- ✓DVD audio support
- ✓advanced 3D effects
- ✓6.1 surround
- ✓on-board decoder and digital output
- ✓advanced audio processing options
- ✓FireWire port.
- ✕Irritating splash screen
- ✕unclear ports
- ✕no DVD movie software.
Creative Labs has been at the forefront of practically every major development in sound card technology ever since it released the first Sound Blaster product. The Audigy 2 is the latest addition to Creative’s extensive product line-up, and promises improved audio performance for both the gamer and the audiophile.
Like the Audigy before it, the Audigy 2 offers an impressive range of features, but as you’d expect, adds some new options to tempt you into buying one. The most obvious of these is the support for DVD-Audio (DVD-A). Put simply, this means that the on-board DACs chipset can handle the 24-bit / 192 kHz data used by stereo DVD-A disks or 24-bit / 96 kHz for multi-channel DVD-A, and is the first PC-based product to do so. It’s a little ahead of the market in this as DVD-A has yet to achieve widespread market penetration and the target market remains relatively limited. However, this is likely to change as more of us own DVD players that provide DVD-A playback, so you’re buying a degree of future-proofing here -- assuming you want to use your PC as a playback device.
On top of this, the Audigy 2 claims an impressive signal to noise ratio of 106dB, as well as providing support for regular 2, 2.1 and 5.1 surround speaker setups and the new Dolby Digital EX 6.1 arrangement -- it adds an extra rear centre channel -- without the need for an external digital decoder. It also includes the FireWire port introduced by its predecessor, giving you network or device connection options that your PC may have previously lacked.
With three speaker ports, one line-in, one microphone, one digital output and a FireWire port all on a single backplate, there’s not much room left for the rarely used joystick port, which has now been relegated to a separate plate with an internal ribbon connection. Irritatingly, none of these gold-plated ports are colour coded, so it can be rather tricky finding the right connector that when you’re fumbling about under your desk.
MIDI musicians will appreciate the 64-voice polyphony of the Audigy 2’s integral hardware synthesiser, while gamers will look for the 3D audio effects provided by Creative’s much improved EAX Advanced HD, which now includes multiple environment effects, audio blending and more accurate reverb/reflection effects than before. They may also appreciate the inclusion of the full versions of Hitman 2 and Soldier of Fortune: Double Helix in the box, both of which use this popular 3D audio standard.
On top of these adult-rated titles, the Audigy 2 comes with a generous combination of feature demos, a DVD-A sample disk and the MediaSource application. As well as arranging and playing your MP3/WMA music collection, MediaSource also lets you rip to 320kbps MP3 or 160kbps WMA with online CDDB referral and CD burning, and of course file transfer to the Nomad Jukebox 3 via FireWire. It also lets you play back your DVD-A disks and apply EAX environment effects. More interesting are the two new tools, Smart Volume Management and Audio Clean Up. The former automatically evens out the volume levels between different tracks (very handy if your collection is taken from a variety of sources), while Audio Clean Up helps to take any hiss and crackle out of rips from vinyl or tape, assuming you want it to. A less welcome addition is the Creative splash screen and jingle on your Windows boot-up – just imagine what it would be like if every component in your PC did this. The software bundle is also missing a DVD movie player, which will increase the overall price if you need one.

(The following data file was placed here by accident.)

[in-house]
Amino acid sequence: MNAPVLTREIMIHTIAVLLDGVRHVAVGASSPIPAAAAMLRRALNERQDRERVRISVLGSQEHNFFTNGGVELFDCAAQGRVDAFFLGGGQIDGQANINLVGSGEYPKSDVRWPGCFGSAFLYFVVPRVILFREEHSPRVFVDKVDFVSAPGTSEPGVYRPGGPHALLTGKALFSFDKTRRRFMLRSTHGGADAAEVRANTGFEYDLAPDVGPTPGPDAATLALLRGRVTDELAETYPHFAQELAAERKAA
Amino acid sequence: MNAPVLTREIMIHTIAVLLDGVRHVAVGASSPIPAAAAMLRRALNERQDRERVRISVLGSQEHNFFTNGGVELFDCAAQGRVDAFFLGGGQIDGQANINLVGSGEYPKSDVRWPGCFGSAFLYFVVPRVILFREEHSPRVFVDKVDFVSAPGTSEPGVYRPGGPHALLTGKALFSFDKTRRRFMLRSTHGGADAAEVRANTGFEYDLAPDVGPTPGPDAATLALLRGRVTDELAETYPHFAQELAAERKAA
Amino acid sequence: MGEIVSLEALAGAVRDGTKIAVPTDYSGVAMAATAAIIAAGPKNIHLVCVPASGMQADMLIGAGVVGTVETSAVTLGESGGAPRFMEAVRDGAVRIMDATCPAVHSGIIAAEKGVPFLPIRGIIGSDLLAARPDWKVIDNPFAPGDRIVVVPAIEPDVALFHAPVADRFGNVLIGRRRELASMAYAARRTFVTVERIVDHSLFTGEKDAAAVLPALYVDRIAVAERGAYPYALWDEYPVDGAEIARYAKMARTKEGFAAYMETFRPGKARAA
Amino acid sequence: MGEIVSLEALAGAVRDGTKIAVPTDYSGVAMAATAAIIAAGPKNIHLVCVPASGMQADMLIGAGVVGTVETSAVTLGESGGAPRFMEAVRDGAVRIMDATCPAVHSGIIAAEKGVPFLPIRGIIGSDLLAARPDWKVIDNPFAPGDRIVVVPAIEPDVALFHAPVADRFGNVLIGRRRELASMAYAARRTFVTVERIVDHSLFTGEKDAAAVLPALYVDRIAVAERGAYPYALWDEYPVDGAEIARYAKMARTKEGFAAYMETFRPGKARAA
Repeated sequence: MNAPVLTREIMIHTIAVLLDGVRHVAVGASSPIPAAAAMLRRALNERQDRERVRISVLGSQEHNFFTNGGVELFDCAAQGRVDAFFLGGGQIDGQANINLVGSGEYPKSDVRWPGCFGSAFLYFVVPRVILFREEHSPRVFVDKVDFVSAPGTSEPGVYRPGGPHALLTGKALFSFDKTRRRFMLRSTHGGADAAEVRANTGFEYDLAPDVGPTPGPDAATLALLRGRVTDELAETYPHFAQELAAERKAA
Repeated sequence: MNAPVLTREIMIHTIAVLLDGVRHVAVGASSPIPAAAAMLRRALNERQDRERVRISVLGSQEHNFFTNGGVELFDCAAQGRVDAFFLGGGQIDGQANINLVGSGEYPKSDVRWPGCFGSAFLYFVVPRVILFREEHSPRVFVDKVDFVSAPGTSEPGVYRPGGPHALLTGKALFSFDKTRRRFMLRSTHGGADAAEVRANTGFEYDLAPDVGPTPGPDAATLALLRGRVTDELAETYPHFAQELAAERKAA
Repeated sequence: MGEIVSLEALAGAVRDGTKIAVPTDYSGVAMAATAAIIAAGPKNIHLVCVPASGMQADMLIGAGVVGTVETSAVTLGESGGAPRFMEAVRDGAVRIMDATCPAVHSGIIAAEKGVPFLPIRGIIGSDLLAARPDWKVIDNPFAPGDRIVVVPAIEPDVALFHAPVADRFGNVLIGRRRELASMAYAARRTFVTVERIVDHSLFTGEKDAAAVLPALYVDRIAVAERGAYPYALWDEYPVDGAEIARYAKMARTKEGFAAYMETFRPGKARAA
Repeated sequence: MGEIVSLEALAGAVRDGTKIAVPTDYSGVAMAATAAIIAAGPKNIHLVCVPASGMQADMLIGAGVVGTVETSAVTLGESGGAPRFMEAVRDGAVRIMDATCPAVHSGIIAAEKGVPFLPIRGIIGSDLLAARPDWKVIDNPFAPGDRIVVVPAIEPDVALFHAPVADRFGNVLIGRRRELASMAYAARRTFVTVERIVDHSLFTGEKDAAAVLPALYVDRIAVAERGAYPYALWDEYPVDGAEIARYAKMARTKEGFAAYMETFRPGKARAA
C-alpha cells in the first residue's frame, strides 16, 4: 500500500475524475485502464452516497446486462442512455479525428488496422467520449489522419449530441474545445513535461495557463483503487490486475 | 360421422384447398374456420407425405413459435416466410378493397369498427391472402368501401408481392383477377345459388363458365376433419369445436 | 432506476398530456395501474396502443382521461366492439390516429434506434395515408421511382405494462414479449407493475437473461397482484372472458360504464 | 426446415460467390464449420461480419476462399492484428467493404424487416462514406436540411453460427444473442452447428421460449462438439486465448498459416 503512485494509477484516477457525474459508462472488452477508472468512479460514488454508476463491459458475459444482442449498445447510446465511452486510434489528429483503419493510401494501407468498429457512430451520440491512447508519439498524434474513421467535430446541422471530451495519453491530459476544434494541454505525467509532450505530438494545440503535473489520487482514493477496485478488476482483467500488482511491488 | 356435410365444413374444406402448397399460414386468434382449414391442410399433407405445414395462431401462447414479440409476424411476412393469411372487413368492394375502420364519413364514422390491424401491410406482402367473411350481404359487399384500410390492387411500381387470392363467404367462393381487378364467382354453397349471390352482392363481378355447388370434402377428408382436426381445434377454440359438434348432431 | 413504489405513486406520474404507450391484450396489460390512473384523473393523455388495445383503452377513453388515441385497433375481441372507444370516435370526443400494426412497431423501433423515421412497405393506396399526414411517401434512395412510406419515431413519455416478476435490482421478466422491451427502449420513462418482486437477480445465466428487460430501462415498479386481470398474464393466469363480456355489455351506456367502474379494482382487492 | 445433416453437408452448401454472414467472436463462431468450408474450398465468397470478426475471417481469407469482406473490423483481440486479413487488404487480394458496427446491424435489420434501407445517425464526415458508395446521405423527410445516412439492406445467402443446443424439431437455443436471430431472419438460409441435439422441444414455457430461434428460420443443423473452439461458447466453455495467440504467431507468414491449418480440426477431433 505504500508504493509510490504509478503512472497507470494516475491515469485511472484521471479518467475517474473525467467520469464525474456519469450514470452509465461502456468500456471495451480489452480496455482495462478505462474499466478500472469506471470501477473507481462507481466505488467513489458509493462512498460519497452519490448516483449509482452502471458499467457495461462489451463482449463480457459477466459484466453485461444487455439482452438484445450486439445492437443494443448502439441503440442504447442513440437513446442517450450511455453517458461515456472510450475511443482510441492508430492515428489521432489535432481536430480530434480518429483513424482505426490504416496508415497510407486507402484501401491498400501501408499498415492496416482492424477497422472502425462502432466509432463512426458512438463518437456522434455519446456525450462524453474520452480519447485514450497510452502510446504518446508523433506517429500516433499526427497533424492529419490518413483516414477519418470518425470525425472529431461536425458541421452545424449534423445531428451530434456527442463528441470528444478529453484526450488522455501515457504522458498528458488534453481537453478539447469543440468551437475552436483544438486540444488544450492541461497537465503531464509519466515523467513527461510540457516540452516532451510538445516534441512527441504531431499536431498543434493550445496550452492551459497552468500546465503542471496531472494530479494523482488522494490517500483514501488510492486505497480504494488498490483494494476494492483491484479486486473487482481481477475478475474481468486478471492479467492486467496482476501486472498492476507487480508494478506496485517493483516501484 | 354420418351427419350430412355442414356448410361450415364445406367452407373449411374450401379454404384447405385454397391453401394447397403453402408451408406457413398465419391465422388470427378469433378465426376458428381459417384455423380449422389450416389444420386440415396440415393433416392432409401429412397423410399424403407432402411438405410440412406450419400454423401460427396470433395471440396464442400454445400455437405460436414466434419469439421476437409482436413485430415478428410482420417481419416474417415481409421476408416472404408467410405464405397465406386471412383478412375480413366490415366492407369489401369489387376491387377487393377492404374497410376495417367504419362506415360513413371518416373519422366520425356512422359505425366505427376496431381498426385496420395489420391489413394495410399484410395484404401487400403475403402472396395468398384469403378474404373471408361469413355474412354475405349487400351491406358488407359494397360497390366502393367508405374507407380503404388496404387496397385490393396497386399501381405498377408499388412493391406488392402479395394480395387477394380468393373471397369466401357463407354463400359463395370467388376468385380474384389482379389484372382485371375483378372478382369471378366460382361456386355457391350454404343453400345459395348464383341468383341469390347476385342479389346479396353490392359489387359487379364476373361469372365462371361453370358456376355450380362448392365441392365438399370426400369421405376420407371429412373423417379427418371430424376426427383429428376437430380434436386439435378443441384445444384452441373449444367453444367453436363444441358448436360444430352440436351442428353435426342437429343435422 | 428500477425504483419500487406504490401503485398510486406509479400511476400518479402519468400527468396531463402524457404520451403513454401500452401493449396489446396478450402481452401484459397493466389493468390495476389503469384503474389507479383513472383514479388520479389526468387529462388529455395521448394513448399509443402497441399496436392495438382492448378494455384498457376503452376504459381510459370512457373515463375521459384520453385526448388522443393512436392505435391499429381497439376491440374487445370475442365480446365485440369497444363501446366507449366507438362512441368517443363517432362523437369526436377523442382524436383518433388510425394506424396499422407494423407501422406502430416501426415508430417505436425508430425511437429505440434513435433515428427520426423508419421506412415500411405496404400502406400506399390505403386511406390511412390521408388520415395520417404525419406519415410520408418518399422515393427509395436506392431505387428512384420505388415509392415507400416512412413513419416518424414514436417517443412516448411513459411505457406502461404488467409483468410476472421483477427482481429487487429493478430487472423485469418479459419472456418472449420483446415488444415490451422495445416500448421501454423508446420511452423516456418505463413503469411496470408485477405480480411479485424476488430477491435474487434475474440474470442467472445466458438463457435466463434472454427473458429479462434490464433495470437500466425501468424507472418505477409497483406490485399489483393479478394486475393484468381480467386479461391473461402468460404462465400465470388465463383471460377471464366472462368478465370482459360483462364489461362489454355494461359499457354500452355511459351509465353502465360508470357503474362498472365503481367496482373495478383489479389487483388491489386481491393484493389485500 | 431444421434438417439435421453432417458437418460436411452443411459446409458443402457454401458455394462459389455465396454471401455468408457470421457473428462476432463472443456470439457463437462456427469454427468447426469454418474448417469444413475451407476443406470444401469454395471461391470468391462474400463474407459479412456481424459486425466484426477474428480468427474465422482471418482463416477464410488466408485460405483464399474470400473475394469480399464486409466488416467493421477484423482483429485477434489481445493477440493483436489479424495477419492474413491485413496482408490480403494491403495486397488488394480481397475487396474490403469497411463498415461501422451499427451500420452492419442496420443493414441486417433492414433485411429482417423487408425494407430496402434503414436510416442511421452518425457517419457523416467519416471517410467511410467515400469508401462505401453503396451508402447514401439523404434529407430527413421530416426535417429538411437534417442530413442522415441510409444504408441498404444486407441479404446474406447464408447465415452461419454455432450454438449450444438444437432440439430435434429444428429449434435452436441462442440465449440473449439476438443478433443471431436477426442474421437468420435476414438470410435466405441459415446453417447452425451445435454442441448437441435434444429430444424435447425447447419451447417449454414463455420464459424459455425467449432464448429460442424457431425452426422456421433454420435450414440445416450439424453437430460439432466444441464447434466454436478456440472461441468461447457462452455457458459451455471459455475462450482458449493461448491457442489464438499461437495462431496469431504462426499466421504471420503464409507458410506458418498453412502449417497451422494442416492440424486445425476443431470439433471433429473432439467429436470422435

Software aside, the performance of the Audigy 2 is superb. Even if you don’t have the ear to spot the difference between DVD-A and regular CD audio, you’ll certainly appreciate the total absence of any hiss or crackles from this sound card’s output. Where the previous SBLive! card in our rather noisy test PC would pick up crosstalk from the hard drives and CD-ROMs, the Audigy 2’s signal was clean and crisp in all circumstances. Games and DVDs will both benefit from the surround sound support, while musicians and audiophiles will appreciate the 24-bit / 192 kHz support for playback and recording, and may also be interested in the Audigy 2 Platinum which includes the internal connector bay (£153.18 ex. VAT).
Admittedly, the PC is not an ideal platform for audio playback (although rumours of a silent, liquid-cooled product in development at Creative may change this), and the Sound Blaster Audigy 2 is an expensive product. But if you have to have the best consumer sound card on the market, there’s no question which one it is right now.